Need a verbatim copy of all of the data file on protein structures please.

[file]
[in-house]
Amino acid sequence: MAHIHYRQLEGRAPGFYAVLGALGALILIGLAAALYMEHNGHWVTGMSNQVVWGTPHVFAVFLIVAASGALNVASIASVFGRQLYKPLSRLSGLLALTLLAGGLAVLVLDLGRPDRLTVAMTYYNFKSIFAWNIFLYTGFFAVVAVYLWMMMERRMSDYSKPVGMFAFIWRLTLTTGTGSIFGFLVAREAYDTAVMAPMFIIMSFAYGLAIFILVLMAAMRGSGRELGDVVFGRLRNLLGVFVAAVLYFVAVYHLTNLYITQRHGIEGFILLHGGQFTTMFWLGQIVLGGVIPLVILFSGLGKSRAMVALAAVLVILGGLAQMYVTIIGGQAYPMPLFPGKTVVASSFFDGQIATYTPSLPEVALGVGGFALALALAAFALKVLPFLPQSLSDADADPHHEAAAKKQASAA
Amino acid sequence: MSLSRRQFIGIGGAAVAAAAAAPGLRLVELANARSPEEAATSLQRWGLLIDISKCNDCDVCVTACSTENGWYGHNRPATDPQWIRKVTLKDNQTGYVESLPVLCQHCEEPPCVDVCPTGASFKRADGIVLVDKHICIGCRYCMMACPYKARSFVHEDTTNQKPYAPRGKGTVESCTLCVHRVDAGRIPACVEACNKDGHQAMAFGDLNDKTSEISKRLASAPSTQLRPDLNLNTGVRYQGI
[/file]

[in-house]
Amino acid sequence: MAHIHYRQLEGRAPGFYAVLGALGALILIGLAAALYMEHNGHWVTGMSNQVVWGTPHVFAVFLIVAASGALNVASIASVFGRQLYKPLSRLSGLLALTLLAGGLAVLVLDLGRPDRLTVAMTYYNFKSIFAWNIFLYTGFFAVVAVYLWMMMERRMSDYSKPVGMFAFIWRLTLTTGTGSIFGFLVAREAYDTAVMAPMFIIMSFAYGLAIFILVLMAAMRGSGRELGDVVFGRLRNLLGVFVAAVLYFVAVYHLTNLYITQRHGIEGFILLHGGQFTTMFWLGQIVLGGVIPLVILFSGLGKSRAMVALAAVLVILGGLAQMYVTIIGGQAYPMPLFPGKTVVASSFFDGQIATYTPSLPEVALGVGGFALALALAAFALKVLPFLPQSLSDADADPHHEAAAKKQASAA
Amino acid sequence: MSLSRRQFIGIGGAAVAAAAAAPGLRLVELANARSPEEAATSLQRWGLLIDISKCNDCDVCVTACSTENGWYGHNRPATDPQWIRKVTLKDNQTGYVESLPVLCQHCEEPPCVDVCPTGASFKRADGIVLVDKHICIGCRYCMMACPYKARSFVHEDTTNQKPYAPRGKGTVESCTLCVHRVDAGRIPACVEACNKDGHQAMAFGDLNDKTSEISKRLASAPSTQLRPDLNLNTGVRYQGI